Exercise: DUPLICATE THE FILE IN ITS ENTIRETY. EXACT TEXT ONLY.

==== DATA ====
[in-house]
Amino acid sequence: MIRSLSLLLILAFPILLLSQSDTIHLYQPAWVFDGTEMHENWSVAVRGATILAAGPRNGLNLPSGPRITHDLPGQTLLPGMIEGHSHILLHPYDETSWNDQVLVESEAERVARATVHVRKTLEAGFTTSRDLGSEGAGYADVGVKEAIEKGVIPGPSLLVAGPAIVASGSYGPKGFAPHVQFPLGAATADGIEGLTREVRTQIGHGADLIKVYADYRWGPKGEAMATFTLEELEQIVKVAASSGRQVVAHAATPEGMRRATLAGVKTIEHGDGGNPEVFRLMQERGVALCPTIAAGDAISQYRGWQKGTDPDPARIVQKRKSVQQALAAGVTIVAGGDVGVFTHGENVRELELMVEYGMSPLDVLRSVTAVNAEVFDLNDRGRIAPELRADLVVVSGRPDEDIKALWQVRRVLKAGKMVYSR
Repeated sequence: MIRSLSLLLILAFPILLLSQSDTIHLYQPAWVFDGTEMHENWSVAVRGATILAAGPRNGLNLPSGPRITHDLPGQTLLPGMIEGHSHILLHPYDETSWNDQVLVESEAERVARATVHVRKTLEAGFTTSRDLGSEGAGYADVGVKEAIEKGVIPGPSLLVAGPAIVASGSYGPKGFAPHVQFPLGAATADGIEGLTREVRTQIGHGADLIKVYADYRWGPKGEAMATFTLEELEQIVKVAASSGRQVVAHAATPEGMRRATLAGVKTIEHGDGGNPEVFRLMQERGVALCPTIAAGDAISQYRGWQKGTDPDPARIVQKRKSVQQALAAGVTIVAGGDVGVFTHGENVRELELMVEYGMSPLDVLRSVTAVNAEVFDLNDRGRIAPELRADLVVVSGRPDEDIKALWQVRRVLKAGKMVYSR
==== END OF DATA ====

[in-house]
Amino acid sequence: MIRSLSLLLILAFPILLLSQSDTIHLYQPAWVFDGTEMHENWSVAVRGATILAAGPRNGLNLPSGPRITHDLPGQTLLPGMIEGHSHILLHPYDETSWNDQVLVESEAERVARATVHVRKTLEAGFTTSRDLGSEGAGYADVGVKEAIEKGVIPGPSLLVAGPAIVASGSYGPKGFAPHVQFPLGAATADGIEGLTREVRTQIGHGADLIKVYADYRWGPKGEAMATFTLEELEQIVKVAASSGRQVVAHAATPEGMRRATLAGVKTIEHGDGGNPEVFRLMQERGVALCPTIAAGDAISQYRGWQKGTDPDPARIVQKRKSVQQALAAGVTIVAGGDVGVFTHGENVRELELMVEYGMSPLDVLRSVTAVNAEVFDLNDRGRIAPELRADLVVVSGRPDEDIKALWQVRRVLKAGKMVYSR
Repeated sequence: MIRSLSLLLILAFPILLLSQSDTIHLYQPAWVFDGTEMHENWSVAVRGATILAAGPRNGLNLPSGPRITHDLPGQTLLPGMIEGHSHILLHPYDETSWNDQVLVESEAERVARATVHVRKTLEAGFTTSRDLGSEGAGYADVGVKEAIEKGVIPGPSLLVAGPAIVASGSYGPKGFAPHVQFPLGAATADGIEGLTREVRTQIGHGADLIKVYADYRWGPKGEAMATFTLEELEQIVKVAASSGRQVVAHAATPEGMRRATLAGVKTIEHGDGGNPEVFRLMQERGVALCPTIAAGDAISQYRGWQKGTDPDPARIVQKRKSVQQALAAGVTIVAGGDVGVFTHGENVRELELMVEYGMSPLDVLRSVTAVNAEVFDLNDRGRIAPELRADLVVVSGRPDEDIKALWQVRRVLKAGKMVYSR